So, what is Lag BaOmer? The Omer period, the 50 days between the holidays of Passover and Shavuot is a sacred time of year for religious Jews, in which many activities such as weddings are forbidden. It commemorates the 50 days the Israelites wandered in the desert before receiving the commandments. Lag BaOmer, the 33rd day, is an exception, and it’s considered an especially auspicious date to get married, and to give your son his first haircut.
Lag BaOmer commemorates the death of Shimon Bar Yochai (Rashi), one of the great rabbis of old. Many religious people celebrate by visiting Mount Meron, to Bar Yochai’s tomb in the North of Israel. Other sources say it commemorates the failed Bar Kochba revolt against Rome. This is the war of the Masada story, and the one that led the Romans to ban Jews from Jerusalem.
Noah told us a nice story he learned in school about Bar Kochba and a green donkey. He decided, as an adult that he should learn Torah, but was afraid that people would laugh at a grown man in a school full of children. His wife, who was very wise, told him to plaster grass all over a donkey. They took the donkey to the market, and everyone laughed at it. The next day they did it again, and only half the people laughed. On the third day, they took the donkey to the market, and nobody laughed, so that’s how bar Kochba learned to get over his fear of mockery and go learn. Noah told the story very well.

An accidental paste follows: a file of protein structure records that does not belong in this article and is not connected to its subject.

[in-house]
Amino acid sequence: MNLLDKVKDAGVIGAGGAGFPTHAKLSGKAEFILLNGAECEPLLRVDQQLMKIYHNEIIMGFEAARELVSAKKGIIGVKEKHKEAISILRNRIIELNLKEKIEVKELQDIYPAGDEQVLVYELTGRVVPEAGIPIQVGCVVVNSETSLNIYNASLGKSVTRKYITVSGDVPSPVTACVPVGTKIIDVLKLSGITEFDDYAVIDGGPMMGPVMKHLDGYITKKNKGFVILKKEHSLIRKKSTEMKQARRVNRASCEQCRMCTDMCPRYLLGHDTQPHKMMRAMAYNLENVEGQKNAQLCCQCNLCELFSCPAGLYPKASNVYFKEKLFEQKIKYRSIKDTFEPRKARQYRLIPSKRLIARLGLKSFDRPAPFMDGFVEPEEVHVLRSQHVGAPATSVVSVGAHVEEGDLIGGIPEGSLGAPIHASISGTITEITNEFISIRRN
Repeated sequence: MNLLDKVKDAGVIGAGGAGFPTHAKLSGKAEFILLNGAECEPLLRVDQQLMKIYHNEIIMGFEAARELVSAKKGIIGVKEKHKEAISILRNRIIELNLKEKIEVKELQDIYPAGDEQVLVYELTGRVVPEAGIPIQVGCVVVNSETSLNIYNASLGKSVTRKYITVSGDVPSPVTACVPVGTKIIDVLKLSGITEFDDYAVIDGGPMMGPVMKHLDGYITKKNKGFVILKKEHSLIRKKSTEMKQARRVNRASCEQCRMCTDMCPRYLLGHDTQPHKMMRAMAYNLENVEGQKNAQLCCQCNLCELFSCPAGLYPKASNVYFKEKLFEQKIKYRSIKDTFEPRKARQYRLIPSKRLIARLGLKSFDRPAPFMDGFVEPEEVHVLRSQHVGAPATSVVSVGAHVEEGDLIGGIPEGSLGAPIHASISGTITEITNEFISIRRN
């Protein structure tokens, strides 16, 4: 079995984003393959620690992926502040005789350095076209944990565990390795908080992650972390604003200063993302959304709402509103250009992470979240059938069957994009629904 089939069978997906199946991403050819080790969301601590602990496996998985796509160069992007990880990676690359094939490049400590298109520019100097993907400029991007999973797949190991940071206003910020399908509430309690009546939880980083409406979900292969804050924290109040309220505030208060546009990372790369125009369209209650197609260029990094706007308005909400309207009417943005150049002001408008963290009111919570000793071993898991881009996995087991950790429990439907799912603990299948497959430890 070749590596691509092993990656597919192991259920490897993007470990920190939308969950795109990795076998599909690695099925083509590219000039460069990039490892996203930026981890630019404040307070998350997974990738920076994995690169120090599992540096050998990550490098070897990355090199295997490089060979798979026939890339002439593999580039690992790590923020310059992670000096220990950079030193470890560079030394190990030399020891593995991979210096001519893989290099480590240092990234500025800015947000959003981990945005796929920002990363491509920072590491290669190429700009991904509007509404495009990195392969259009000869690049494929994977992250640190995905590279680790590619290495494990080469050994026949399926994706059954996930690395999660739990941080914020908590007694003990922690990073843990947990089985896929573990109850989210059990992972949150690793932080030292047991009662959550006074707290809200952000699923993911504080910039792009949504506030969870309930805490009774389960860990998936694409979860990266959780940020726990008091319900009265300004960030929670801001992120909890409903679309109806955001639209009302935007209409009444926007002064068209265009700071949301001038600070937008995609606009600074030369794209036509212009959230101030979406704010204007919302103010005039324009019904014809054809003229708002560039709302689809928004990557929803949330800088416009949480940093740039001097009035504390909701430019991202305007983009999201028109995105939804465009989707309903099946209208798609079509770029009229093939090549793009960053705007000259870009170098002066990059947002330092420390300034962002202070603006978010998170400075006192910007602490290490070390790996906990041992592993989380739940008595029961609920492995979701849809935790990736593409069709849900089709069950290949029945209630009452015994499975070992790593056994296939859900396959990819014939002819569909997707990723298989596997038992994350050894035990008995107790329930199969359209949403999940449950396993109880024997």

One thing that everyone agrees on is that Lag BaOmer is a day for bonfires. Noah’s class organized a bonfire for 5pm on Saturday. Everyone had to sign up to bring something. I didn’t notice the signup sheet until late, so all that was left was cucumbers, but it’s okay, because I know a place that sells them.
The other tradition, somewhat strangely, is archery. This is either because (a) the Rashi was so holy that no rainbows appeared in his lifetime, rainbows, of course being a sign that the world’s people are being sinful and need punishing or (b) because the Jewish rebels used bows and arrows.
At the appointed hour, we brought our cucumbers to Noah’s bonfire on a scrubby vacant lot within walking distance of our apartment. It’s hard to get used to how much trust and independence five and six-year-olds are given here. People are much more laid back about letting children near a fire than in the US. It took some self restraint to keep myself from taking on the role myself. The parents cooked potatoes in the fire, covered in foil and threaded onto a long piece of clothes-hanger wire. Perhaps the wire was clean–the potatoes were tasty. There was corn and hotdogs, marshmallows for roasting, cake, and most of Noah’s class and their friendly parents.